THE monthly figures for tuberculosis in September, 1921, made stark reading, the Echo reported on this day 100 years ago.
In that month, 428 visits were made by TB nurses and 60 cases were attended to. Of those, three went to the sanatorium, three to hospital and two died. Four cases returned home, the TB nurse L. Lyndon reported.
In cases where the patient was unable to procure sufficient nourishment, they were given milk and eggs. Those sent to the sanatorium were too poor to afford clothing and travel themselves and a sum of money was made up for them by various ladies of the committee. Nurse Lyndon advised many are still in need of warm winter clothing.
Jasper Travers Wolfe, Crown Solicitor, who was kidnapped in Skibbereen on Wednesday night, returned home at 2am today having been unconditionally released. He looks nothing the worse for his experiences. (Echoes Of Our Past recommends an excellent biography by his grandson available at your local library).
Inspector Fitzsimons said the children were aged 3 years, 1½ years and 3½ months. Almost immediately after the birth of the last child, the man disappeared, leaving his family destitute. He was in receipt of a small army pension but failed to draw it so he might not be traced.
For two months he couldn’t be found but eventually he wrote from Dunleer, Co. Louth, stating he was working but sent no money.
During his absence the family were thrown on the charity of the St Vincent de Paul. Accused said he didn’t draw his pension because he hadn’t a fixed address. He was sentenced to three months without hard labour.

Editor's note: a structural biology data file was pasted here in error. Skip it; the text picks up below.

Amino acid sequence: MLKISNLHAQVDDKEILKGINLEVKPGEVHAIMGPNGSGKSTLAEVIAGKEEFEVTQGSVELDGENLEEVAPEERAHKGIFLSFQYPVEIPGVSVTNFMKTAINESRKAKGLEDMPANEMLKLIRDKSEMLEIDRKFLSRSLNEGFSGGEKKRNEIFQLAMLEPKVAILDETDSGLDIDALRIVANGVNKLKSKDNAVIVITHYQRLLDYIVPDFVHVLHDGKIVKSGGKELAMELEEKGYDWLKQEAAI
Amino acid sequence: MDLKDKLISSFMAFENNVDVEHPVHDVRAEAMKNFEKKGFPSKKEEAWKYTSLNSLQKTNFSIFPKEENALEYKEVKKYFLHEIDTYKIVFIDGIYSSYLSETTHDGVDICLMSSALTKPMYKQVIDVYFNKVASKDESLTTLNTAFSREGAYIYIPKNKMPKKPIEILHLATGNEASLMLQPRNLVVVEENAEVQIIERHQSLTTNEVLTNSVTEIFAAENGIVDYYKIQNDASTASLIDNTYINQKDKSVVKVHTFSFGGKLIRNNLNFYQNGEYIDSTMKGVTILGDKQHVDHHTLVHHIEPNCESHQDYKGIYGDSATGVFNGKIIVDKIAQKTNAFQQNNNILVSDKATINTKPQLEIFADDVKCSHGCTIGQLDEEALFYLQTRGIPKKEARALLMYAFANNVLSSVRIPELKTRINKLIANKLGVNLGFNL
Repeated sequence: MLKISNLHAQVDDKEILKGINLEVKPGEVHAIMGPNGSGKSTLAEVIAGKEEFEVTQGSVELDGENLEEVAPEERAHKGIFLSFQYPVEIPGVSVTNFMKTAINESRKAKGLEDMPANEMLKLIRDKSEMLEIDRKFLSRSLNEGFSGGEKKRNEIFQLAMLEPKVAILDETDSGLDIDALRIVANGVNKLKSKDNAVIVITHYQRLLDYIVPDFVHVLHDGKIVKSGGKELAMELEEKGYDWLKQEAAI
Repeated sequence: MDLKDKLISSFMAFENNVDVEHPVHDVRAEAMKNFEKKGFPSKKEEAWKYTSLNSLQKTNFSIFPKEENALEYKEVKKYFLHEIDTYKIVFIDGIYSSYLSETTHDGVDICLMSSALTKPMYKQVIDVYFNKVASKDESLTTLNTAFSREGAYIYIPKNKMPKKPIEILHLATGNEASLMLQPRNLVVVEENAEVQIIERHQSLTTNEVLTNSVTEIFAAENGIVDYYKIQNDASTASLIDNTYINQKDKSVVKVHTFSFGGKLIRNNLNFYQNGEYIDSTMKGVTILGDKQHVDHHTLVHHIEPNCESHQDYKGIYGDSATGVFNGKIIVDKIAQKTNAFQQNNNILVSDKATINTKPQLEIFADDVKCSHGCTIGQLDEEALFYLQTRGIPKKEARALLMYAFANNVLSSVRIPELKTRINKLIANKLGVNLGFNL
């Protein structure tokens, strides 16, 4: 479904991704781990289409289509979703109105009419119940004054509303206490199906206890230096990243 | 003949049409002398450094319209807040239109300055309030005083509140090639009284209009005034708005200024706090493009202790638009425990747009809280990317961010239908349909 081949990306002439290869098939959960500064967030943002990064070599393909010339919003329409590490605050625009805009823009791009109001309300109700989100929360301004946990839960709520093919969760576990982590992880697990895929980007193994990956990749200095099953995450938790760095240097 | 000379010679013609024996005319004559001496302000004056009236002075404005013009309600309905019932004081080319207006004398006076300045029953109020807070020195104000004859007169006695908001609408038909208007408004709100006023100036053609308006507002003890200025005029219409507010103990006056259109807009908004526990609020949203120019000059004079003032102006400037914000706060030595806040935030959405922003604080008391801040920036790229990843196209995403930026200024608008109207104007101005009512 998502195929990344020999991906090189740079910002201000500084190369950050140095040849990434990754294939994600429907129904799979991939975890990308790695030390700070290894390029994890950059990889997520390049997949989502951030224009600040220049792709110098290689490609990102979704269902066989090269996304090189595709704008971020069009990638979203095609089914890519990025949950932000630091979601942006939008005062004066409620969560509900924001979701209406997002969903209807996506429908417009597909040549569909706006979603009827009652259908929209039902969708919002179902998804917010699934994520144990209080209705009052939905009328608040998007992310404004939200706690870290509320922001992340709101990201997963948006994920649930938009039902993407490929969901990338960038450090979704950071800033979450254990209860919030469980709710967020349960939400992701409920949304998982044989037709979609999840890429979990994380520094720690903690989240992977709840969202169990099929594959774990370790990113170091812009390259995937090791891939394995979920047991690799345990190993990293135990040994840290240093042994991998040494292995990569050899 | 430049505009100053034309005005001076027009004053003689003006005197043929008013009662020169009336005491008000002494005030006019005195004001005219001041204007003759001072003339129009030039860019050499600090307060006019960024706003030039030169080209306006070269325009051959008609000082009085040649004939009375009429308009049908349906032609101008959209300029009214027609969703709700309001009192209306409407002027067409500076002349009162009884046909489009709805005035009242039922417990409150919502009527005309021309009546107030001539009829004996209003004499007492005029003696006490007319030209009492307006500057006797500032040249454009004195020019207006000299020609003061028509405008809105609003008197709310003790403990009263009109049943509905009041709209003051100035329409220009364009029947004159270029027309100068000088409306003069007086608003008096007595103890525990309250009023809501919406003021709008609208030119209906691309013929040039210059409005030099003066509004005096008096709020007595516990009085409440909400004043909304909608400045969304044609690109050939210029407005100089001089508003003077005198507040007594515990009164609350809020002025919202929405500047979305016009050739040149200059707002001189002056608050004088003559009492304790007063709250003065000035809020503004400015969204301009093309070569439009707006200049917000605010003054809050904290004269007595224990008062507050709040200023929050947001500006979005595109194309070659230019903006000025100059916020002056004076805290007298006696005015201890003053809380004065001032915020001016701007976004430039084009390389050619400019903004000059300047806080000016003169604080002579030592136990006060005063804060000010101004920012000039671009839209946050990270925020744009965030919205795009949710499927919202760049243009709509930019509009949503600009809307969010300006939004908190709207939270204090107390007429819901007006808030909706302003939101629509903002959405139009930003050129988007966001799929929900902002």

The magistrate declined to accede to an appeal made by his wife that he should get a chance.
At last night’s meeting of the Cobh Urban District Council, Mrs Donovan, Mrs McGrath and Thomas McGrath, complained of action taken by the Admiralty.
Mrs. McGrath, as spokeswoman, stated their mode of living was by the sale of various wares to passengers on the liners in the harbour. They used to go out in their boats and sell fruit, blackthorn sticks, etc.
The Admiralty had now stopped their activity and they wanted the Urban Council to intercede on their behalf.
Mr Telford said he saw a naval launch a few days ago drive one of their boats away. He was told that this action is being adopted because some vendors have been suspected of involvement in gun running (laughter) and helping prisoners escape from Spike Island (loud laughter).
The Council agreed that if they were not to be allowed on their own boats, a case should be made for allowing them to go out on the tenders (“we would need one all to ourselves”) or to arrange passes from the Admiralty.
The Irish plenipotentiaries left Dublin for London shortly after 8am today carrying the good wishes of the overwhelming mass of Irishmen with them. It appears public opinion believes the peace conference will be of long duration but ultimately successful. Could that be a case of the wish being father to the thought?
The sticking points will be the principle of independence and the accommodation of the northern counties and it is to be hoped they will not lead to an early breakdown.
The delegates made their way through thick throngs at Westland Row station to a saloon carriage reserved especially, to commence their journey from Dunleary to Holyhead and on to London.
Mr Arthur Griffith stood conspicuously unobtrusive within the saloon carriage, quietly watching the lively farewell scenes, and doing nothing to encourage any demonstration.